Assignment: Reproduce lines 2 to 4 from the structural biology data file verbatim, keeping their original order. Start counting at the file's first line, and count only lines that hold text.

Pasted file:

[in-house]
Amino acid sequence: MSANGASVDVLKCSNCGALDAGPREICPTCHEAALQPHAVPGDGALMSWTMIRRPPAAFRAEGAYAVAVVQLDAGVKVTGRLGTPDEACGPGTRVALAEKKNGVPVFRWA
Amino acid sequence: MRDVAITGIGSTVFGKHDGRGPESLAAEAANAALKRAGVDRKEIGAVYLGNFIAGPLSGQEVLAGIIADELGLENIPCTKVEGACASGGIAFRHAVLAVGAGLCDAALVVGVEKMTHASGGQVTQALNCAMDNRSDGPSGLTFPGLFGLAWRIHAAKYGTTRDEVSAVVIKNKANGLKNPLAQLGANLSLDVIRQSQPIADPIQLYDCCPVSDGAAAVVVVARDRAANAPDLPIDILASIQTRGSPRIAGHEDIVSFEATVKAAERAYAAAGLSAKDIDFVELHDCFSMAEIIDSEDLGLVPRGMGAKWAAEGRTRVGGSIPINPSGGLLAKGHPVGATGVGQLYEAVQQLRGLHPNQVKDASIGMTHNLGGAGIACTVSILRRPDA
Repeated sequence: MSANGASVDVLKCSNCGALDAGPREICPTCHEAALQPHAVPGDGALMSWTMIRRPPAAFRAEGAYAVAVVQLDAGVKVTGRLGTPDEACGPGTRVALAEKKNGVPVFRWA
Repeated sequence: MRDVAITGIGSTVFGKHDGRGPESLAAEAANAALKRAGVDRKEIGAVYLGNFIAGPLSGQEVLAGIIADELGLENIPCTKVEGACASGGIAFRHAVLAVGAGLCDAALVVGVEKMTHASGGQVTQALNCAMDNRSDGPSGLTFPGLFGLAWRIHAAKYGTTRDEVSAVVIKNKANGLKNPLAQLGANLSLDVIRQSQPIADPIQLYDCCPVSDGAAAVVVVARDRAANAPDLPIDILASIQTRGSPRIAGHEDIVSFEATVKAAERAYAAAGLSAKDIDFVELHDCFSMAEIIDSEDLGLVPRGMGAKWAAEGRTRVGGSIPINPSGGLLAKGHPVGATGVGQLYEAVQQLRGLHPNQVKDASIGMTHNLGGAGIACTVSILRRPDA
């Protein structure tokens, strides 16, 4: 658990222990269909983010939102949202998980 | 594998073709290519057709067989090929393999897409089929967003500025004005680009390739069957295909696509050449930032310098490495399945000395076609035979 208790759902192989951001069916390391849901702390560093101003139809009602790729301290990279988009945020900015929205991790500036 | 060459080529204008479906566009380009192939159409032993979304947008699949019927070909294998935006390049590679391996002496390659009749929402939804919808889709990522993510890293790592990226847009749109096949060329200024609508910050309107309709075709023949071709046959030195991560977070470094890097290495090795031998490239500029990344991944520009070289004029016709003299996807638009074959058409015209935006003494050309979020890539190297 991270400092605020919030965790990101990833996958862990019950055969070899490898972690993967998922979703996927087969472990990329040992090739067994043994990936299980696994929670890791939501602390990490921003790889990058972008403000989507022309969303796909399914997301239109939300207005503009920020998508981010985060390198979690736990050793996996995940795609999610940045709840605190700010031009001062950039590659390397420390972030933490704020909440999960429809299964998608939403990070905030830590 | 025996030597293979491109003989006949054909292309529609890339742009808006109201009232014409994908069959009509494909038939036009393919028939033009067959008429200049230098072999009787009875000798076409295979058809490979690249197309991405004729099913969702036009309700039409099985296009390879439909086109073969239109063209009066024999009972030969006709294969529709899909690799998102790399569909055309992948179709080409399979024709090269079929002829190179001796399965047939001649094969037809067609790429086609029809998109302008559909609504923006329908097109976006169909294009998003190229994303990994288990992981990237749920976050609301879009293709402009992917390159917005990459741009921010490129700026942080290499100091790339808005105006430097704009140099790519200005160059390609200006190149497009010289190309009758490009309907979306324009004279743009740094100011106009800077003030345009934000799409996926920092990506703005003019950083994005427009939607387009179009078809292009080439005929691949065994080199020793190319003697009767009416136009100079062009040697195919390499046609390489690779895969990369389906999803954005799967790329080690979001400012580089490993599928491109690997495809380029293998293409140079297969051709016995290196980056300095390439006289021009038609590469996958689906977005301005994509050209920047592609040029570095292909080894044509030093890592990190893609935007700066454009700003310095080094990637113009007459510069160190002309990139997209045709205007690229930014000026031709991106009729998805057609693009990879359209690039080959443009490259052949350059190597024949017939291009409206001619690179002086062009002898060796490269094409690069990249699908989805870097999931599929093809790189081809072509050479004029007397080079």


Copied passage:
Amino acid sequence: MSANGASVDVLKCSNCGALDAGPREICPTCHEAALQPHAVPGDGALMSWTMIRRPPAAFRAEGAYAVAVVQLDAGVKVTGRLGTPDEACGPGTRVALAEKKNGVPVFRWA
Amino acid sequence: MRDVAITGIGSTVFGKHDGRGPESLAAEAANAALKRAGVDRKEIGAVYLGNFIAGPLSGQEVLAGIIADELGLENIPCTKVEGACASGGIAFRHAVLAVGAGLCDAALVVGVEKMTHASGGQVTQALNCAMDNRSDGPSGLTFPGLFGLAWRIHAAKYGTTRDEVSAVVIKNKANGLKNPLAQLGANLSLDVIRQSQPIADPIQLYDCCPVSDGAAAVVVVARDRAANAPDLPIDILASIQTRGSPRIAGHEDIVSFEATVKAAERAYAAAGLSAKDIDFVELHDCFSMAEIIDSEDLGLVPRGMGAKWAAEGRTRVGGSIPINPSGGLLAKGHPVGATGVGQLYEAVQQLRGLHPNQVKDASIGMTHNLGGAGIACTVSILRRPDA
Repeated sequence: MSANGASVDVLKCSNCGALDAGPREICPTCHEAALQPHAVPGDGALMSWTMIRRPPAAFRAEGAYAVAVVQLDAGVKVTGRLGTPDEACGPGTRVALAEKKNGVPVFRWA